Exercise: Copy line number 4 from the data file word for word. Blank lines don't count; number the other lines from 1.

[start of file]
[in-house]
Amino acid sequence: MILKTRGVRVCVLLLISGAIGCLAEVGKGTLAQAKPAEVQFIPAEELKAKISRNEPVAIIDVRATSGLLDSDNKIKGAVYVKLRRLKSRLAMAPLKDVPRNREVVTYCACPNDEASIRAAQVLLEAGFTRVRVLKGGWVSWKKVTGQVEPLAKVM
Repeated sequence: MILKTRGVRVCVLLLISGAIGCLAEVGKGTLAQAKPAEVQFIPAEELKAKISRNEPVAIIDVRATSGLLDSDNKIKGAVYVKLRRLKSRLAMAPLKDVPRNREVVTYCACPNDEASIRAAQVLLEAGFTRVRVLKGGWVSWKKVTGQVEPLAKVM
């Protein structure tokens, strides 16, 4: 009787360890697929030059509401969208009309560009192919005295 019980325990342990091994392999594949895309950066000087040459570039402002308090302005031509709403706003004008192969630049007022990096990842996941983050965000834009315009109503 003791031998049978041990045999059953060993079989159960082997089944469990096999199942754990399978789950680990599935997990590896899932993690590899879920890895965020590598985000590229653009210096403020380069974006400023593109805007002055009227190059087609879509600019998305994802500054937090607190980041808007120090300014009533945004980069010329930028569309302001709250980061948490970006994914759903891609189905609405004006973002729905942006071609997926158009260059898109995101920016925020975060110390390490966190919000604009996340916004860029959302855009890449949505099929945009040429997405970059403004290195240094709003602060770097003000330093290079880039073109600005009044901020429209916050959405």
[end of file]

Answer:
């Protein structure tokens, strides 16, 4: 009787360890697929030059509401969208009309560009192919005295 019980325990342990091994392999594949895309950066000087040459570039402002308090302005031509709403706003004008192969630049007022990096990842996941983050965000834009315009109503 003791031998049978041990045999059953060993079989159960082997089944469990096999199942754990399978789950680990599935997990590896899932993690590899879920890895965020590598985000590229653009210096403020380069974006400023593109805007002055009227190059087609879509600019998305994802500054937090607190980041808007120090300014009533945004980069010329930028569309302001709250980061948490970006994914759903891609189905609405004006973002729905942006071609997926158009260059898109995101920016925020975060110390390490966190919000604009996340916004860029959302855009890449949505099929945009040429997405970059403004290195240094709003602060770097003000330093290079880039073109600005009044901020429209916050959405």